Traveling with eSIM

With the rise of eSIM over the past few years, mostly as a result of many of the latest flagship mobile devices supporting it, has the technology grown enough to be useful for travel?

In short, the answer is no.  While the concept is great; setup a tourist account and download the eSIM to your phone before you even leave home, in reality many countries require that you present in person with your ID before you can get any form of sim.  This means you’ll still need to line up at the kiosk counter at the airport when you arrive at your destination in order to sign up for a plan.

There are a few networks offering data services almost globally with varied rates depending on the host country, a quick Google search will show you plenty of options, however if you’re after a local sim with included calls, data and perhaps roaming you’re going to be pressed to do this outside the country of choice.

That’s not to say every network in every country has this restriction.  Locally all the Australian primary networks support esim that you can download from their app at the time you sign up for the service, even on a prepaid plan.  Same goes for Spark in New Zealand (the only network supporting eSIM at time of writing).  T-Mobile in the USA does it best with a tourist app designed to set you up with an eSIM before setting foot on US soil, ready to go for when you land.

There’s the next point that carriers just don’t get.  Many carriers only support eSIM for post paid plans.  This leaves customers wanting a prepaid service high and dry with a physical sim.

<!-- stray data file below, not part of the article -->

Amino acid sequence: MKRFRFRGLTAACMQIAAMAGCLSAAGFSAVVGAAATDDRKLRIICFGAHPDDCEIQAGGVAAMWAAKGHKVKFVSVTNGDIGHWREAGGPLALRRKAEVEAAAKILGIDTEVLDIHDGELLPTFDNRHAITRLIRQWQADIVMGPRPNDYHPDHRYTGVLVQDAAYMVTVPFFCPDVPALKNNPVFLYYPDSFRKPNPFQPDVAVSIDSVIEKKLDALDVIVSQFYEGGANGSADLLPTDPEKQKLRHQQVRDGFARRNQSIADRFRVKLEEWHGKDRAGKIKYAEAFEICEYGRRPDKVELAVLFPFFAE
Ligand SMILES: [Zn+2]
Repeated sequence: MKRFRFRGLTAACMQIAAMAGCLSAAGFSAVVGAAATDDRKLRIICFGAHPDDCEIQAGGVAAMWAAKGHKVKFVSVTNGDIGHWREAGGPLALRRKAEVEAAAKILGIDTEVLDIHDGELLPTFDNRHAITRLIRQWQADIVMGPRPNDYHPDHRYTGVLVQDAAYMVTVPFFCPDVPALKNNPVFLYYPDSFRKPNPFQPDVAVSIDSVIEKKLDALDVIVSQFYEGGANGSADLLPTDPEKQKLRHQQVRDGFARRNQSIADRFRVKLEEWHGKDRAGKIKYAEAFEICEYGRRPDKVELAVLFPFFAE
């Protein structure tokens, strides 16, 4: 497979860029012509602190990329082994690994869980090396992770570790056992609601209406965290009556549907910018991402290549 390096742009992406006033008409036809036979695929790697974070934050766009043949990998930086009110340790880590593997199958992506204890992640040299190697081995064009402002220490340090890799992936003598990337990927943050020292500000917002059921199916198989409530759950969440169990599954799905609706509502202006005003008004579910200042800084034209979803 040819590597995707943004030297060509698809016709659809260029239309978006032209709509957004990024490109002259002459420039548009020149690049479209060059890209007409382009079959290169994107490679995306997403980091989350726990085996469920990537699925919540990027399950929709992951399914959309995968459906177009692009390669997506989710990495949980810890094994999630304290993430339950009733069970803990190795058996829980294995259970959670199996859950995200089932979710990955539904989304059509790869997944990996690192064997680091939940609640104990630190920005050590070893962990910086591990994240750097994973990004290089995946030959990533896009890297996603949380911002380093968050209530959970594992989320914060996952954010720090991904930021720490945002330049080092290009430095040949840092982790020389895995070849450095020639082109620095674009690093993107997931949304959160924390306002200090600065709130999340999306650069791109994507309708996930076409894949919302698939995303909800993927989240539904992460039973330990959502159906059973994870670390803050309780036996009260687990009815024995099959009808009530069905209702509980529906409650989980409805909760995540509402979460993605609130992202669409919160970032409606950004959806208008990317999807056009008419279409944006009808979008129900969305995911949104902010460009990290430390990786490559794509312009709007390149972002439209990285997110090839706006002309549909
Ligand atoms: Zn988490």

Wouldn’t it be great to just switch eSIMs on your device whenever you land in a new country without a second thought to it?  With heavy restrictions on mobile plans across the globe, good luck with this, at least for now.

Is it worth the hype?  After all it’s not that hard to get a sim when you land, load it up with some credit and be on your way.  Most airports have specialist kiosks just for this and offer a fast, friendly service.  It’s worth noting however that even with a physical sim, some networks have time limits for their use (eg. 30 days) and the sim will expire after this and you’ll need to start from scratch next time.  Not useful if you want to keep the same number to give out to local contacts.

Then again, maybe it’d just be great if your existing mobile plan served up a good size roaming package that didn’t make your wallet cry.  $5 a day sounds sweet, but that’s $150 a month on top of your existing plan.  And that’s if your carrier does a $5 a day deal.  The carriers that offer up 200mb of a month of data, or even 1gb a month of roaming data, are kidding themselves.  You can read more about roaming here.

Hopefully once the current pandemic settles and travel ramps up again more and more carriers around the world will come to the party to make traveling mobile easier.


comments left so far. Please leave a comment below. Did I mention that I love your feedback?

Posted in General Interest, General Interest: Misc.

Leave a Reply

Your email address will not be published. Required fields are marked *